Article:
I’ll preface this piece my saying I know I am making some broad generalizations based on gender, and that there are always exceptions to every trend. But despite that, I do think there are some cultural trends that can offer us some useful insight.
Anyone who has been paying attention has noticed that, of those left within the walls of most churches, the majority still hanging in there are women. Some, like the advocates of so-called Masculine Christianity, see this as a crisis. The Christian faith and its symbols are becoming softened, feminized, compromised into being something other than what they were meant to be.
Granted, when you take a faith whose principal authors historically have been men and then place that same faith in the hands of women, some things will inevitably change. Personally, I welcome the exploration of other, feminine expressions of the divine and values such as embodied spirituality that many female Christian leaders value. But aside from these assets, I think that women bring something far more critical to institutional religion.
Without them, it may cease to exist. (cont)
At synod the outgoing president advised delegates against saying that a person had passed away, when they had simply died. He decreed that nobody was to be heard saying of him that he had passed away after he died. This is the kind of clear lead the church is looking for from its president. Call a spade a spade, not a soil-turning device.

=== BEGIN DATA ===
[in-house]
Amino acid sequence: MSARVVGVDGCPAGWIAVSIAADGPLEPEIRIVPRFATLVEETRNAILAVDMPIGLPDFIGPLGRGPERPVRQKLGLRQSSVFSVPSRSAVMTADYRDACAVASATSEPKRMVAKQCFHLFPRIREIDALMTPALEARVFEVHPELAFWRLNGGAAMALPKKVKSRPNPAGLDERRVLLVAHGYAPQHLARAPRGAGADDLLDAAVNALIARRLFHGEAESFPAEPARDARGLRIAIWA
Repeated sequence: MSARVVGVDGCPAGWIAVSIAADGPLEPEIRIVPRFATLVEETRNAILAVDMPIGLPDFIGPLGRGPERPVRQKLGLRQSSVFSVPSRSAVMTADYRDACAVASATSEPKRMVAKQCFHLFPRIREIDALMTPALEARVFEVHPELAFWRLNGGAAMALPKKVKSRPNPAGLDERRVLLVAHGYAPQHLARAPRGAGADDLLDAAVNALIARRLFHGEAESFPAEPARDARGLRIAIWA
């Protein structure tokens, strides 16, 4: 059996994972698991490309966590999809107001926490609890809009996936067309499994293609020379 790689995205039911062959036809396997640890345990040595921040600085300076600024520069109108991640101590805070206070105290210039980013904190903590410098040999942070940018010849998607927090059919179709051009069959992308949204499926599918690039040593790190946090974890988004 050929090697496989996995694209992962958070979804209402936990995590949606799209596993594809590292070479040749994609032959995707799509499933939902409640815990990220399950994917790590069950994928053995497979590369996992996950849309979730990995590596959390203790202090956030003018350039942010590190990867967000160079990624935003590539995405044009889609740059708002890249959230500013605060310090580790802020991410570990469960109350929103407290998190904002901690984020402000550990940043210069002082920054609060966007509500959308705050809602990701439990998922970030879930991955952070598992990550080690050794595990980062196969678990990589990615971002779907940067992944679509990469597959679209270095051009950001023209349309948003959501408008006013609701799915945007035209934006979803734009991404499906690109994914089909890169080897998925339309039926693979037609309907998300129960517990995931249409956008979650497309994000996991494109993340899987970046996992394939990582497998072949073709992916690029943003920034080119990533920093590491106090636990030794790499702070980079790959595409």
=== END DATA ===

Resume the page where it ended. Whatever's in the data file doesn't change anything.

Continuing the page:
While we are at it, we need to get rid of all other euphemisms for death. Let a decree go out that there shall be an end to such expressions as: she’s cashed in her chips, he was called home, she bit the dust, he’s pushing up daisies, she has shuffled off this mortal coil, he has croaked, carked it or snuffed it, she has fallen off the perch, kicked the bucket, gone the way of all flesh, gone to a better place or been called to his/her eternal rest. We need to revert to saying what we mean and meaning what we say.
As for Ecclesiastes, what was the writer thinking when he/she spoke about the silver cord being snapped, the golden bowl being broken, the pitcher being shattered at the fountain, the wheel being broken at the cistern, the dust returning to the earth where it came from, and the spirit returning to God who gave it. Let’s excise Ecclesiastes 12:5-7 from the Bible, lest we be tempted to return to such round-about ways of speaking. Would anyone grieve their passing, if we pulled the plug on all circumlocutions for death? The president has spoken. Let’s do it.